23.
Ball (association football)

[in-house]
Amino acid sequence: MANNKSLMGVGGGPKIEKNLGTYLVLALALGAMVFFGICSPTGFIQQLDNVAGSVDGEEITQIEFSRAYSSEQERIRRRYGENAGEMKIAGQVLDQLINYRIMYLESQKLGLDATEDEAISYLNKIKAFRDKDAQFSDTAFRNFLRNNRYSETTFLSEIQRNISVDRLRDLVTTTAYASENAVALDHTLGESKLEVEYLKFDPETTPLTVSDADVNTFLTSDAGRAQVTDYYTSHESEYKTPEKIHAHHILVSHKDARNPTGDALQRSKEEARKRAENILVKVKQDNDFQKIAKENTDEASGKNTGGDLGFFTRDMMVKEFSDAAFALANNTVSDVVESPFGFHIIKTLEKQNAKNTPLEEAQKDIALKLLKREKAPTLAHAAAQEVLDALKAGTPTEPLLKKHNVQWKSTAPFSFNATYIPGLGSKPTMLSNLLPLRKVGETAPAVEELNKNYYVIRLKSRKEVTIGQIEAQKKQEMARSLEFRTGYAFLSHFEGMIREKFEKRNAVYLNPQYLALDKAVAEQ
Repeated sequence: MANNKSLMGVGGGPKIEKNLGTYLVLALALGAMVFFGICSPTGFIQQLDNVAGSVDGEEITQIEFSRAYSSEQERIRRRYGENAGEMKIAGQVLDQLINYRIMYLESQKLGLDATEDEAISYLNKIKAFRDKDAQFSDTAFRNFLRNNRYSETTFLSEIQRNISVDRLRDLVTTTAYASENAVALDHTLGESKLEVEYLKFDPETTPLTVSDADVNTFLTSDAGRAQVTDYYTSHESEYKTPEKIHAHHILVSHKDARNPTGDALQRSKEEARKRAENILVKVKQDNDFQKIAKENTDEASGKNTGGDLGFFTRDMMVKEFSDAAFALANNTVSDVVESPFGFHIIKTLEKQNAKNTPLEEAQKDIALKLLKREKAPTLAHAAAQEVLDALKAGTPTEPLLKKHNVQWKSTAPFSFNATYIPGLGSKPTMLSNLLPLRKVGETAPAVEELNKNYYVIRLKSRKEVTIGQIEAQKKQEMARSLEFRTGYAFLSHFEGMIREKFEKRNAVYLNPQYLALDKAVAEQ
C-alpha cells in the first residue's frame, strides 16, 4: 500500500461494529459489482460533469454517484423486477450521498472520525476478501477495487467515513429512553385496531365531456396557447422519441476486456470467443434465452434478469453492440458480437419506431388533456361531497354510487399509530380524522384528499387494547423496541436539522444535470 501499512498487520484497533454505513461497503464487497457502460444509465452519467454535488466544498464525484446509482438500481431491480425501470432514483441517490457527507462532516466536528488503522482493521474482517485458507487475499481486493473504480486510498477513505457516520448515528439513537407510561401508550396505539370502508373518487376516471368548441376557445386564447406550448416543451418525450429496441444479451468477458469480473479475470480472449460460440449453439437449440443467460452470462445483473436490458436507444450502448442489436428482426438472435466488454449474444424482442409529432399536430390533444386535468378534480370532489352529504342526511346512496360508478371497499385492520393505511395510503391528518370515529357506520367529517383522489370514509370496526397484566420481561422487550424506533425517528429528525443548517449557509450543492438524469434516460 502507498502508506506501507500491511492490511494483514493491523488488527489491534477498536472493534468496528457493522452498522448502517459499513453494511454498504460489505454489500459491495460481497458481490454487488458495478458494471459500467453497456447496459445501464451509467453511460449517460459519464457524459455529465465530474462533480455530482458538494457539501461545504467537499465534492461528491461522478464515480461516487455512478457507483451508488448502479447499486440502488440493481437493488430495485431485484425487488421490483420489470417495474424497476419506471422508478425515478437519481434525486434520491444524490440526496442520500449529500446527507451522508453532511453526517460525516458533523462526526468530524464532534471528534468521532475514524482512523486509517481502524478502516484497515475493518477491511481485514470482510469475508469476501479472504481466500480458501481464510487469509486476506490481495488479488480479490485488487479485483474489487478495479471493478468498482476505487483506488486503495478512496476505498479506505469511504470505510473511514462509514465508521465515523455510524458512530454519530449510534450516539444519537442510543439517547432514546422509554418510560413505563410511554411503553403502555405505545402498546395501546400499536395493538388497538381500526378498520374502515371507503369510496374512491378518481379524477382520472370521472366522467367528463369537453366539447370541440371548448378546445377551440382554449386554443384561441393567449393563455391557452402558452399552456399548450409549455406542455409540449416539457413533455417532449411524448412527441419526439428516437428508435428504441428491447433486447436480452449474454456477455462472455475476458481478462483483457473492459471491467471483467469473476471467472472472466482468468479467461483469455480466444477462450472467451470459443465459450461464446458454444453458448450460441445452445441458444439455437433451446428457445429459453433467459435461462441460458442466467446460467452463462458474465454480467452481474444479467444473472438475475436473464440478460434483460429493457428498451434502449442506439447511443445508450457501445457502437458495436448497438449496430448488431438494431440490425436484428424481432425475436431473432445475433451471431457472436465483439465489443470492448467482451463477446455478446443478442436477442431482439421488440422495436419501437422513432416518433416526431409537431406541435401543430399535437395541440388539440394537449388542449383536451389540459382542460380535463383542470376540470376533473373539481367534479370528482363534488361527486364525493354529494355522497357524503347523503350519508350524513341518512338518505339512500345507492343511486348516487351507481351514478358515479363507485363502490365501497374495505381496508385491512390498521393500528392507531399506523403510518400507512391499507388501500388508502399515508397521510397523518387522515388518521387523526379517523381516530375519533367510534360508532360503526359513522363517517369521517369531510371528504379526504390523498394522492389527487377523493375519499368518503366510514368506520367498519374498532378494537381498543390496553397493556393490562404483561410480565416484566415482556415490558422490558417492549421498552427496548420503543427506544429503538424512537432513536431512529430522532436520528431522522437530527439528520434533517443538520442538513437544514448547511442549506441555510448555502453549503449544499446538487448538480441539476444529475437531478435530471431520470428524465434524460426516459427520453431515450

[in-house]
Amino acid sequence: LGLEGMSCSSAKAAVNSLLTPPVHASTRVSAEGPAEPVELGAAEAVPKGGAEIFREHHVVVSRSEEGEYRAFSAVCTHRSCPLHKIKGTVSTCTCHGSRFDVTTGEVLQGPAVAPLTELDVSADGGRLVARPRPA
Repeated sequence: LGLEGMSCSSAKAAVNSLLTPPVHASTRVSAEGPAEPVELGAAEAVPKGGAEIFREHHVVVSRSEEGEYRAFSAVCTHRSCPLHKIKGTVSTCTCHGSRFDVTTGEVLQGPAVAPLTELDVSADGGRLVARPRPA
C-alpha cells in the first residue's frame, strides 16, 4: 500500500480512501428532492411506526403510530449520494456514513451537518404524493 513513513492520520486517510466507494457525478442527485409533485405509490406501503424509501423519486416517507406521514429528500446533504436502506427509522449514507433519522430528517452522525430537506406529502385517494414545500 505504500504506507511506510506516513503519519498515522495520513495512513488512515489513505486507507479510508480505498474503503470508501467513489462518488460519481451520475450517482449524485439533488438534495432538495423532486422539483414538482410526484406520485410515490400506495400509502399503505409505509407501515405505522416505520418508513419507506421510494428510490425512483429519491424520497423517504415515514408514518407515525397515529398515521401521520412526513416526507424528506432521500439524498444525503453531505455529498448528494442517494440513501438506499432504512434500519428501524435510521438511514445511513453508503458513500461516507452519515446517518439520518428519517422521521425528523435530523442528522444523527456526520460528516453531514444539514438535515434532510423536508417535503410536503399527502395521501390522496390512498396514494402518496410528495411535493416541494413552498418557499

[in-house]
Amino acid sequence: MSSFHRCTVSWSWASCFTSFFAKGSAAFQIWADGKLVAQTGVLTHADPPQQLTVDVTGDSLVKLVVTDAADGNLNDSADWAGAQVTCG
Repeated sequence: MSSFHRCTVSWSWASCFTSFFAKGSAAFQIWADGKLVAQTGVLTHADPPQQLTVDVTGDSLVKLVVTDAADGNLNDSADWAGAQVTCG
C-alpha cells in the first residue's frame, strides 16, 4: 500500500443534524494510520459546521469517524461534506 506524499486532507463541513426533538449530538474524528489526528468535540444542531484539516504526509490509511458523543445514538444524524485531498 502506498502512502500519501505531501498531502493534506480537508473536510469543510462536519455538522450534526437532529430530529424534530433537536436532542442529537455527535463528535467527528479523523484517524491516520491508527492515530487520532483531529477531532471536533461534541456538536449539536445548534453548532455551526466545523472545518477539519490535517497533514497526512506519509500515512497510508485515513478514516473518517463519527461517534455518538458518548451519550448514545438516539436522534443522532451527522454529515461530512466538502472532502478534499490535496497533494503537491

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A football, soccer ball, or association football ball is the ball used in the sport of association football. The name of the ball according to whether the sport is called football, soccer. The balls spherical shape, as well as its size, weight, additional, more stringent, standards are specified by FIFA and subordinate governing bodies for the balls used in the competitions they sanction. Early footballs began as animal bladders or stomachs that would fall apart if kicked too much. Improvements became possible in the 19th century with the introduction of rubber, the modern 32-panel ball design was developed in 1962 by Eigil Nielsen, and technological research continues today to develop footballs with improved performance. In 1863, the first specifications for footballs were laid down by the Football Association, previous to this, footballs were made out of inflated leather, with later leather coverings to help footballs maintain their shapes. In 1872 the specifications were revised, and these rules have been essentially unchanged as defined by the International Football Association Board. Differences in footballs created since this rule came into effect have been to do with the used in their creation. Footballs have gone through a change over time. During medieval times balls were made from an outer shell of leather filled with cork shavings. Another method of creating a ball was using animal bladders for the inside of the making it inflatable. However, these two styles of creating footballs made it easy for the ball to puncture and were inadequate for kicking and it was not until the 19th century that footballs developed into what a football looks like today. In 1838, Charles Goodyear introduced the use of rubber and their discoveries of vulcanisation, Vulcanization is the treatment of rubber to give it certain qualities such as strength, elasticity, and resistance to solvents. Vulcanization of rubber also helps the football resist moderate heat and cold, Vulcanization helped create inflatable bladders that pressurise the outer panel arrangement of the football. Charles Goodyears innovation increased the ability of the ball and made it easier to kick. Most of the balls of this time had tanned leather with eighteen sections stitched together and these were arranged in six panels of three strips each. During the 1900s, footballs were made out of rubber and leather which was perfect for bouncing and kicking the ball, however, when heading the football it was usually painful. This problem was most probably due to absorption of the leather from rain